AOL programming SVP Marty Moe told paidContent writer David Kaplan that AOL doesn't "take any joy in the turmoil currently happening at newspapers, but we do see an increased role for FanHouse, as well as other channels." Reports say that FanHouse could hire more writers, as the site gets ready to cover the baseball season in the United States.

Author

Leah McBride Mensching

Date

2009-03-30 14:10

While ethnic orientated newspapers have continued to increase readership bases as mainstream papers suffered circulation declines, these papers serving immigrant and minority groups in the United States are now having to make similar staff cuts and closures as their larger counterparts, The Associated Press reported Sunday.

Newspapers that immigrant communities rely upon to stay informed and navigate American life have continually shown lasting readership strength as more immigrants arrive in the United States and older non-English speaking readers prefer print over the Internet.

However, the ongoing recession has caused a severe drop in advertising, especially for immigrant-owned small businesses that advertise with ethnic newspapers. The advertising downturn could have a marked affect on immigrant assimilation and participation in the United States, according to the AP.

"Ethnic newspapers are the lifeline for many immigrant communities," David Lee, a San Francisco State University professor who heads the nonprofit Chinese for Affirmative Action, told the AP. "The trend of ethnic papers closing or cutting back editorial content or circulation could have very negative effects on voter or civic participation in those communities."

Author

Leah McBride Mensching

Date

2009-03-30 14:05

More than 500,000 copies of the Detroit Free Press and The Detroit News were distributed for free at more than 18,000 retail locations throughout Michigan on Monday, the Detroit Media Partnership announced in a press release.

The editions showcase the newspapers' new looks, which include reader-friendly condensed news formats, more local news and information in "at-a-glance formats," the release, posted by Fox Business, stated. The newspapers' Web sites attract a weekly audience of 2.1 million people combined. The Detroit media partnership is also the advertising sales agent for several Detroit publications.

Author

Leah McBride Mensching

Date

2009-03-30 14:04

The state-owned Iranian newspaper Khorshid will close due to government plans to cut costs, according to the country's official news agency, IRNA, AFP reported Monday.

The newspaper closes months before the country's presidential elections, scheduled for June 12, which has put an end to criticism that the "pro-government" newspaper would be an advantage in the election campaign of Mahmoud Ahmadinejad, who has yet to make his candidacy official, according to the AFP report, posted by Asia One.

In his Persian New Year message, Ayatollah Ali Khamenei called on government to reduce costs is response to the global recession. The closure of Khorshid, which launched last October, is the result of government's attempts at financial cutbacks, he said.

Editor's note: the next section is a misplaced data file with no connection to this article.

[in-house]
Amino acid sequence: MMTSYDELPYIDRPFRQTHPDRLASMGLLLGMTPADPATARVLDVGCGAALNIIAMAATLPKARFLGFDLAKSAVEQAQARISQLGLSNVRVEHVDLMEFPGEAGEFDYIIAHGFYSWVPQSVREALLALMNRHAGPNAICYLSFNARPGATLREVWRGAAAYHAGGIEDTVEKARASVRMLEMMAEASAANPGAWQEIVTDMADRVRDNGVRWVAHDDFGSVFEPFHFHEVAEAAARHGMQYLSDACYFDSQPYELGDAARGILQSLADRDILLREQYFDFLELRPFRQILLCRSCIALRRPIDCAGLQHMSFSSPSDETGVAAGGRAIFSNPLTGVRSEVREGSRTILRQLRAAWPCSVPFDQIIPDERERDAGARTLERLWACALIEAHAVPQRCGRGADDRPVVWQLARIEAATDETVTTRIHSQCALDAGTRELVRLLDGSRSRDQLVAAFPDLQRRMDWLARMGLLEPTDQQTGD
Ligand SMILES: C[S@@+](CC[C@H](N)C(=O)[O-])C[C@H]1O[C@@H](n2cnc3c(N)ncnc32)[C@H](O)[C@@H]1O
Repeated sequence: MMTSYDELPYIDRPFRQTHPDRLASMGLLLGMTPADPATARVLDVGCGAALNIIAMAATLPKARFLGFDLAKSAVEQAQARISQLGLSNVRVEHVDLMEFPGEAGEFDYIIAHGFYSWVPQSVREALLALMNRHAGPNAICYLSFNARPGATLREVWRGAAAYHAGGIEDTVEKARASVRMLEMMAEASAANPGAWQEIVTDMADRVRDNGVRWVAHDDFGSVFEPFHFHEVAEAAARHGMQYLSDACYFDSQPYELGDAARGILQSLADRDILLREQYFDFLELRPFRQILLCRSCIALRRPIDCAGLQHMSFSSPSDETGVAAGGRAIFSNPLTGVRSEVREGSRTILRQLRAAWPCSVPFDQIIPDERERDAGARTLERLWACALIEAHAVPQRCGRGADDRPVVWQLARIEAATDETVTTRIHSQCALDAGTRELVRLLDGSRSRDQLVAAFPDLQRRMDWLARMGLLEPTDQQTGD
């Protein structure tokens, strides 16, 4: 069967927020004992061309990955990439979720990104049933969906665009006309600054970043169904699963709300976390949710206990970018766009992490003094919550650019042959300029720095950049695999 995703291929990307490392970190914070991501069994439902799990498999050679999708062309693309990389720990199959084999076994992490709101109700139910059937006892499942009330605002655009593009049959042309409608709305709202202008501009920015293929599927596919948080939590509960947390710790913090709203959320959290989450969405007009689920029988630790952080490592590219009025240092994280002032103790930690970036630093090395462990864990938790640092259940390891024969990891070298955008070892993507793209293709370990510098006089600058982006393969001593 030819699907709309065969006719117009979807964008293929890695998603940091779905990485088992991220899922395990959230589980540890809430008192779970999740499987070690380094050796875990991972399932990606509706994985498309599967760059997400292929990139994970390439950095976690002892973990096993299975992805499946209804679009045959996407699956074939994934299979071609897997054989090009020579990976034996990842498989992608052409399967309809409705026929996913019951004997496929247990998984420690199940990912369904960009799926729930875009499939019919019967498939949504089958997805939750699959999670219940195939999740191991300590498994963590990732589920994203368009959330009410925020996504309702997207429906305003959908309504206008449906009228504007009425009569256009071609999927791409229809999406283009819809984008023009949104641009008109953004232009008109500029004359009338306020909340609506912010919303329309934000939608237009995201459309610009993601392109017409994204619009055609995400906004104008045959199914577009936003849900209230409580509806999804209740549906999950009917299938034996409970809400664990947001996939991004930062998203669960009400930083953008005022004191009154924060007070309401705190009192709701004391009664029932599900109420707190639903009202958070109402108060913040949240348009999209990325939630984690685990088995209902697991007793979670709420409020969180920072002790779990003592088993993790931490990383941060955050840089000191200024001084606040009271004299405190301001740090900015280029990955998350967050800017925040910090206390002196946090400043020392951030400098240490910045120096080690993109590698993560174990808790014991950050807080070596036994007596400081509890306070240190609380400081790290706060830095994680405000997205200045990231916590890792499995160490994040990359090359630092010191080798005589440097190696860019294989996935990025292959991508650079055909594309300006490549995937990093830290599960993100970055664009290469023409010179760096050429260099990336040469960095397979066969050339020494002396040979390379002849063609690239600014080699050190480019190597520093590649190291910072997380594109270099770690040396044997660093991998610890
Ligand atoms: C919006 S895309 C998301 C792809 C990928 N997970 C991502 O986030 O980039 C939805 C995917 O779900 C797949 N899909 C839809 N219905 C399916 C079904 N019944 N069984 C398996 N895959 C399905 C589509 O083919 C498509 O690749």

A wave of closures in the media, including newspapers and online news sites, has marked Ahmadinejad's presidential term.

Author

Leah McBride Mensching

Date

2009-03-30 14:02

As advertising revenues fall globally, music Web sites that allow free listening but not downloading are facing challenges from labels that demand a share of advertising revenues, advance royalties and investment stakes, The Financial Times reported Sunday. The crisis has prompted beleaguered sites to seek out new and more affordable licensing terms.

SpiralFrog and Ruckus are examples of two casualties. Similarly, Yahoo recently stopped showing popular music videos in the UK because of exorbitant royalties. Apple's iTunes will reportedly face the same predicament next month, according to the FT.

One of the biggest Web sites, Imeem, is axing jobs in a cost-cutting move. It is also tweaking its business model by encouraging users to "buy songs or ringtones for mobile phones," and by adding concert tickets, the FT reported.

Other Web sites like Last.fm and and Spotify have adopted alternate revenue generating schemes. Labels are now hoping for a collaboration with MySpace that could boost revenues, according to the FT.

Author

Leah McBride Mensching

Date

2009-03-30 14:00

Ink manufacturer US Ink has offered up a solution for newspapers and and their economic woes - flavoured advertising. The company, which sells ink to newspapers, has turned its clients towards advertising that allows the consumer to sample the product advertised via a flavored strip, the Hackensack Record reported Thursday.

Although not a new idea, the unique form of mass media advertising allows newspapers to tap a consumer base only available to physical distribution channels and could boost advertising revenue that has followed consumers online.

"You're really bringing taste marketing to mass media," US Ink Marketing Manager Todd Wheeler told the Record, in an article posted by TwinCities.com.